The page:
Keeping your RV looking good on the outside can be a challenge, especially if you spend a lot of time in sandy or dusty places. Still, it’s something that must be done. One of the best ways of keeping your rig looking shiny and attractive is by keeping your RV windows clean.
That said, cleaning RV windows can be a big pain in the neck, making it a chore that many campers put off as long as possible. If the time has come to clean your windows, you may be looking for tips and tricks to make the job as easy as possible while also getting the best results.
In this article, we will share all of our favorite RV window cleaning solutions so you can get your trailer or motorhome windows as shiny as possible with as little work as possible.
1. Find the right cleaning solution
The first step to clean RV windows is finding the right cleaning solution. The cleaner you use can make all the difference in the world in terms of how difficult the job is, as well as the end results.
The cleaner we recommend the most is Windex Outdoors, which attaches to a garden hose or with an extendable squeegee with wipes.
Our second favorite option is Invisible Glass Cleaner. This comes in a traditional spray bottle but works well for removing spots and never leaves streaks. This cleaner can be used inside and outside of the RV.
2. Consider the height
While RVs aren’t as tall as most houses, they do still have some height to them, and many big Class A coaches have windows that reach fairly high up. For this reason, you will want to be prepared with the right tools to reach far and high.
A ladder is a good place to start. An extendable, long-handled squeegee can also be helpful in getting all those hard-to-reach spots.
3. Choose the right time
With all of your tools and cleaning solutions gathered, the next step is deciding when to get to work. You might think a bright sunny day would be the perfect RV window cleaning opportunity. However, this isn’t actually true.
You see, bright sunshine can cause window cleaning solutions to evaporate quickly, meaning you won’t have a chance to wipe the windows properly, thus leaving you with streaks.
On the other hand, you also don’t want to be cleaning windows in super cold weather. This is because a warm cleaning solution sprayed onto a cold window can actually cause the window to crack.
4. Rinse your RV windows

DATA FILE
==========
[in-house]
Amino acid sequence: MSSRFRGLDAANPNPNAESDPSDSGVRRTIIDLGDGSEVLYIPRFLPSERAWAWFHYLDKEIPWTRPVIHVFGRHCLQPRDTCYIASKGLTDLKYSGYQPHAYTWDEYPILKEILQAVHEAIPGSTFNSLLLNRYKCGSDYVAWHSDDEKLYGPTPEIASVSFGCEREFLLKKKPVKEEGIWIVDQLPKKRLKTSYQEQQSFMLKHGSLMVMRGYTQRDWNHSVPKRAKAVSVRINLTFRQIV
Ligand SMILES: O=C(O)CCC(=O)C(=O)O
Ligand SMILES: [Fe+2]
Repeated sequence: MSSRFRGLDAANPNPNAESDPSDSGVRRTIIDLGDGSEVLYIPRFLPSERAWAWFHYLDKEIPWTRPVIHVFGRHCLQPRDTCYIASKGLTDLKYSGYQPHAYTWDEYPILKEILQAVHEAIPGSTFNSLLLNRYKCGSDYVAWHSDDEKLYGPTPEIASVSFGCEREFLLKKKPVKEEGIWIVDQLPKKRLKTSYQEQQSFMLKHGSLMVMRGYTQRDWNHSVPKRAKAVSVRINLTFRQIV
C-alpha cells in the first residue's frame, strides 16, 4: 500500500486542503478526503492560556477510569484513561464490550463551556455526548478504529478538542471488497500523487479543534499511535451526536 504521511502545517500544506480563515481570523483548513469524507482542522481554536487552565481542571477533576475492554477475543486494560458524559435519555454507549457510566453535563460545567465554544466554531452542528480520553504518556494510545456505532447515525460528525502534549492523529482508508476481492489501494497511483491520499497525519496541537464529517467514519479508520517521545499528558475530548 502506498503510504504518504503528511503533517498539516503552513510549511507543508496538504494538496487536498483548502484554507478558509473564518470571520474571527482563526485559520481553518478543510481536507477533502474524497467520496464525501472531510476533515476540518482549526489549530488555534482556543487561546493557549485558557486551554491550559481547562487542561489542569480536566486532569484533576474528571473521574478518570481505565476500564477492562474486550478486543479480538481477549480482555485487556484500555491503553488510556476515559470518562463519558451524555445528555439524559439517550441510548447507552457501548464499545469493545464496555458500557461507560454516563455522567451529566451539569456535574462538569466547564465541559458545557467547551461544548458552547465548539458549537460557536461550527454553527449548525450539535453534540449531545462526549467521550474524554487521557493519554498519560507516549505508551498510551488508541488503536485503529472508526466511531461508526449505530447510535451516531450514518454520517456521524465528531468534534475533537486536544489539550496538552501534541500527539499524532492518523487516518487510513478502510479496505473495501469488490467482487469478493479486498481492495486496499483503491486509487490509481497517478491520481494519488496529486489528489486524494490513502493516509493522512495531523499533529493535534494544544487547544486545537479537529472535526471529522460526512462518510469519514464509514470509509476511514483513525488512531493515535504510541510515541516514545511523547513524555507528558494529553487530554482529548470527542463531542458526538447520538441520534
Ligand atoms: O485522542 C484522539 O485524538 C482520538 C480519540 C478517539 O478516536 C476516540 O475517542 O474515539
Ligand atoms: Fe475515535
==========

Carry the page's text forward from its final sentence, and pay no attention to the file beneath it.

No matter what tools and cleaning solutions you go with, and no matter what time of year you decide to do your cleaning, a good old-fashioned rinse with the garden hose is a great way to begin. This will wash off the majority of the dirt on the outsides of your windows and loosen up any tough spots.
Rinsing is a simple step that can make the rest of the task a whole lot easier. However, it is important to note that opting to rinse your windows could result in streaks down the sides of your rig, giving you even more reason to wash the whole rig each time you clean the windows.
5. Try cleansing pads
During the cleaning process, you will almost certainly come across spots that won’t wipe away easily. When you find these bits of mud, sap, or other stubborn spots that just won’t clean off your windows, you might want to turn to Scotch Brite Cleansing Pads.
While these are abrasive and should be used with care, the slightly rough material can make getting rid of extra stubborn spots a bit easier.
6. Finish with Rain-X
A great way to make your job easier next time—and the perfect solution if you find rain-splattered windows bothersome—Rain-X should be the last step in your window cleaning process. This is especially true for motorhome owners who want to keep rain and spots off their windshield in order to see as clearly as possible.
Rain-X is super simple to use and fairly affordable. Considering how helpful it is when it comes to keeping windows shiny and clean, we’d say it’s definitely a worthwhile investment.
7. Clean inside and out
So far, we’ve been mostly focused on the outsides of your windows, and many people seem to believe the outside is the side that matters most. This makes sense. After all, the outsides of your windows likely do gather a bit more grime than the insides.
That said, it’s likely that the interiors of your RV windows are also pretty dirty. Take the time to do a bit of indoor window cleaning after the outsides have been completed for a more thorough job.
8. Pull off the screens
Once you do head inside, you’ll want to start your interior work by pulling the screens out of the windows. Luckily, this is really easy to do, and it’ll allow you to get all the grime that tends to collect in the window frame. Once you’ve finished cleaning, the screen should pop right back into place without an issue.
9. Cleaning pop-up windows
It should be noted that all of the tips listed so far are specifically for hard-sided campers. If you own a pop-up camper, however, your window cleaning process will likely be a little different.
First, you will want to choose a cleaning solution. While some campers do use traditional window cleaning products such as Windex, we recommend using a product called Protect All. This product is specifically made for cleaning and protecting vinyl and other similar surfaces, and works well on both the vinyl windows and the exterior vinyl found on pop-up campers.
Begin by rinsing your windows with a hose. Next, simply apply the product with a clean, white cloth, let it sit for a few minutes, and then buff the windows dry using a second clean white cloth. Sometimes you’ll have to go over everything a second time, but the end results are worthwhile.
We don’t recommend using Scotch Brite Cleansing Pads on soft vinyl windows. You will probably want to skip the Rain-X on your pop-up camper as well.